Media Release: Don’t let the wild weather catch you on the hop this Easter.
Easter weekend is often seen as the last long-weekend opportunity to explore the outdoors before winter weather sets in. In light of Cyclone Cook campers, day walkers and backcountry trampers are urged to very carefully check the weather forecast — in particular the weather warnings — prior to going out this long weekend.
Mountain Safety Council (MSC) chief executive Mike Daisley referenced the councils 2016 research report ‘There and Back, An exploration of outdoor recreation incidents in New Zealand’ that has some concerning statistics for the long weekend.
“Easter weekend is the largest of all the public holidays with respect to injury and people involved in a search and rescue. There are an average of 41 injuries and 4.5 people involved in a search and rescue per day,” said Daisley.
“With respect to Tramping over Easter, there is an average of 26 injuries and 2 people involved in a search in rescue. This is over three times the average for injuries, and double the average for searches,” said Daisley.
“51% of Tramping injuries, and 49% of searches occur in the first four months of the year,” he concluded.
Daisley is keen to remind anyone adventuring into the outdoors this weekend to prepare for significant changes in the weather.
“Easter is not a time to scrimp on your preparation or equipment, especially with the weather at the moment” said Daisley.
“The basic premise is to prepare for the worst winter conditions you can think of, and hope for the best that autumn can bring. New Zealand is a country that sees big changes in weather conditions, and some can be very localised,” said Daisley.
MetService communications meteorologist Lisa Murray reiterates the advice to check the forecast carefully for your region.
“This Easter weekend starts with Cyclone Cook crossing the country, making landfall around Thursday 7pm in the Coromandel Peninsula to western Bay of Plenty region. Cook then tracks south and is expected to pass east of the Kaikoura Coast around 6am Friday before continuing south along the east coast of the South Island,” said Murray
‘This is a fast-moving system so the most severe weather will have moved off the North Island by lunch time Friday and the South Island by Saturday morning. After Cyclone Cook passes, areas in the east will fine up, while areas in the west can expect some cloud and showers,” she added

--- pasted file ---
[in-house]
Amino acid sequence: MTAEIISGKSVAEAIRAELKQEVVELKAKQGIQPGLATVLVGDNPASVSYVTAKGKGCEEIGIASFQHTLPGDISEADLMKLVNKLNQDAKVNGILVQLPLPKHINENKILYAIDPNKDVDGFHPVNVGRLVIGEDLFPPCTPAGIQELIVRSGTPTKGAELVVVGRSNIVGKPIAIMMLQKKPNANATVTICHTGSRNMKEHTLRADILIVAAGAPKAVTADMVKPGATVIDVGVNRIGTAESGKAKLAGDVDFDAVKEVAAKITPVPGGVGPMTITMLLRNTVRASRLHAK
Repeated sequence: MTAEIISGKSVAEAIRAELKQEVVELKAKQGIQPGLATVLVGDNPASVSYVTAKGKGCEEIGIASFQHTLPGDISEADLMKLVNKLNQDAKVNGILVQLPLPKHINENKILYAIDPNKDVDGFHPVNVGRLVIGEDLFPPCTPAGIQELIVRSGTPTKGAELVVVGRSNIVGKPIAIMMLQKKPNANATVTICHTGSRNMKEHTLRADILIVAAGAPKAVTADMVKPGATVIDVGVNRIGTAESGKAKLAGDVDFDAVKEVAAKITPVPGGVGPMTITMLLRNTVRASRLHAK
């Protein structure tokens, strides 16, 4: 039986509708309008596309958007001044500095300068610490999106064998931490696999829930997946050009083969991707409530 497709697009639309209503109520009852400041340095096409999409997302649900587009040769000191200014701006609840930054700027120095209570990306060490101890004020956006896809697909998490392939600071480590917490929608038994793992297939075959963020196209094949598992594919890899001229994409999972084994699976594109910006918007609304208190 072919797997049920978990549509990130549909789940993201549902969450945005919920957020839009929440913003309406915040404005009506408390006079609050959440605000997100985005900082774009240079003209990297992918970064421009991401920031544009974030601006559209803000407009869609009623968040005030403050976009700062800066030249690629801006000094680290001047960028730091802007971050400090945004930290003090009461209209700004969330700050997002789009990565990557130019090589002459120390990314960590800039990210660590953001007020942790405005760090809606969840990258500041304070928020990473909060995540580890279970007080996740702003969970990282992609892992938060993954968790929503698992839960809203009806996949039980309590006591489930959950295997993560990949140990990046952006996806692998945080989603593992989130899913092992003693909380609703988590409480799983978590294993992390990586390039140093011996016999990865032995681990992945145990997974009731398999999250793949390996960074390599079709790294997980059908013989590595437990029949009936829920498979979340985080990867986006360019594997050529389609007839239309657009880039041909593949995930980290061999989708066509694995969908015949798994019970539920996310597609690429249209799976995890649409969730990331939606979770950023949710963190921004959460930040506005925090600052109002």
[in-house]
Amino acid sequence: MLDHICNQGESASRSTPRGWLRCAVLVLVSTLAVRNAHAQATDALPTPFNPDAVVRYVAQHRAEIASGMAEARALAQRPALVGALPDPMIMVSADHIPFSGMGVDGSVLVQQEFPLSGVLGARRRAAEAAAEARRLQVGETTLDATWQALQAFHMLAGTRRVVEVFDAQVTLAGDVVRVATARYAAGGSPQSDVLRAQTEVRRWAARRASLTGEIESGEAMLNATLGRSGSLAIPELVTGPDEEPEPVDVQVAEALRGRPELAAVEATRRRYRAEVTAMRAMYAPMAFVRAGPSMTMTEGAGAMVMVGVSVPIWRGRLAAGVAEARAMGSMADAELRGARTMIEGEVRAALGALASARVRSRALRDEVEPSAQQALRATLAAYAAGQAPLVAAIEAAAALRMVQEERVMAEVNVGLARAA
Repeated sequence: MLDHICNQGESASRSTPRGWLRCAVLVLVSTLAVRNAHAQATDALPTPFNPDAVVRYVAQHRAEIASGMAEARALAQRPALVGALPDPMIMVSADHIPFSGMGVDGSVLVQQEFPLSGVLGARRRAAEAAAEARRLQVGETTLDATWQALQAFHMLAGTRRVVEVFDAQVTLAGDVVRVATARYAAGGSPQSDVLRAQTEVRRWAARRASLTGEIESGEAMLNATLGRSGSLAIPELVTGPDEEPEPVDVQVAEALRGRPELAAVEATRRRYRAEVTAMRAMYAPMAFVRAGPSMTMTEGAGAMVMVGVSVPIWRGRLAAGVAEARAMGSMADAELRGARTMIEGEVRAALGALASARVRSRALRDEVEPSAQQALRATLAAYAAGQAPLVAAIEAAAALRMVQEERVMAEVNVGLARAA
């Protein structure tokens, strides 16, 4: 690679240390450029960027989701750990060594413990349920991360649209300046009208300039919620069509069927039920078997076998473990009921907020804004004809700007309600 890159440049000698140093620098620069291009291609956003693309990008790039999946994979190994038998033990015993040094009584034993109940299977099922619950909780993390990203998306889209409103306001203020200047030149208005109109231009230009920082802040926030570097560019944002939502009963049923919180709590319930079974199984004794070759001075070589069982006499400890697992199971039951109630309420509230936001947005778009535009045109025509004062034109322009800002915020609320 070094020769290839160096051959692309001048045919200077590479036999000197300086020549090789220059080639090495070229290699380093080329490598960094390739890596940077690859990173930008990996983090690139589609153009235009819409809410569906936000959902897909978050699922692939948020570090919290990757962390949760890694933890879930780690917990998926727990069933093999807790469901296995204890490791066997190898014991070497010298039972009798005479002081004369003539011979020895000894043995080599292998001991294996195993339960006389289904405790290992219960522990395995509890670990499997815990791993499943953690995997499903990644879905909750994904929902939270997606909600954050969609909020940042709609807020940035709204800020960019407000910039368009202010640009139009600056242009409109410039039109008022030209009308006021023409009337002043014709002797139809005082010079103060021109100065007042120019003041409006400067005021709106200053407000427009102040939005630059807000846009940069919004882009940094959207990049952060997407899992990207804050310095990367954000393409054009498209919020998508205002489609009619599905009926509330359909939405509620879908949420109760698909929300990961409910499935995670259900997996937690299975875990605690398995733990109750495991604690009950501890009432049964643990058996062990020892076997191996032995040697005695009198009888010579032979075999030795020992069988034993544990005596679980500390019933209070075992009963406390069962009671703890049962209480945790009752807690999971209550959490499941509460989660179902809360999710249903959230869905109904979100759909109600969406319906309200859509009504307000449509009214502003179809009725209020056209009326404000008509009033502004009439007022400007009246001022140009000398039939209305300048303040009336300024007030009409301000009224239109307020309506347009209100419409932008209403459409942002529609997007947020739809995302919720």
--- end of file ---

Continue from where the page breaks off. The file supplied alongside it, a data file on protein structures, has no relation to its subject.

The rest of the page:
MetService advises those planning outdoor activities during the Severe Weather Warning time periods should consider postponing until Cyclone Cook has past.
“When heading up into the ranges it is wise to not only check the urban forecasts but also use the ‘rural’ forecasts as the give a longer, more detailed forecast and then finally the mountain forecasts to get a specific forecast for the ranges,” said Murray
“You can find the latest information on the severe weather warnings and forecasts for Easter weekend, online at metservice.com, or on your mobile visit m.metservice.com. Updates will also be available via MetService’s Facebook page,” she concluded
Daisley says that the Outdoor Safety Code — a five step planning tool available on the MSC website — is the key to being correctly prepared for all conditions.
“We urge all those going for a day walk to make themselves familiar with the outdoor safety code, and importantly, tell someone your plans so you can be more easily found if the unforeseen happens,” said Daisley.
“If you’ve followed the outdoor safety code you’ll be in a better position to survive the night if something does happen, but in most cases ‘unexpected nights out’ are completely avoidable”
“Remember, if nobody knows you’re out there nobody knows to come and look for you if you’re not back in time,” said Daisley.
“Some people do not consider a ‘Day Walk’ worthy of telling someone their plans, or indeed planning at all. The trouble with a Day Walk is often that their accessibility and the short distances involved suggest there is a very low risk, when in actual fact there can be significantly higher risks than may be initially perceived.”
“If you do get lost, injured or caught out for whatever reason you’re chances of survival are dramatically increased if you’ve followed the outdoor safety code,” he concluded.
LandSAR chief executive Steve Caldwell says that their volunteers are preparing for an historically busy weekend.
“It’s imperative that people follow the outdoor safety code. Take sufficient supplies and equipment to deal with the worst you can imagine because Easter often throws up a big change,” said Caldwell.
“Make sure you tell someone where you’re going so if it all goes wrong for whatever reason we’ve got a chance of finding you. You don’t want to be a needle in a haystack in the New Zealand outdoors in foul weather,” he concluded.
Water Safety NZ Chief Executive Jonty Mills backs the warnings from MSC, particularly in relation to rivers.
“Around a third of all preventable drownings over the last couple of years have occurred in rivers,” Mills said.
“The unseasonal weather bombs we’ve seen this year has seen rivers at their highest levels for many years. The Easter weekend looks like more of the same in many parts of the country so people need to take extra caution and if in doubt, stay out,” he added.
For more information about the outdoor safety code and resources to help you stay safe this Easter head to www.mountainsafety.org.nz
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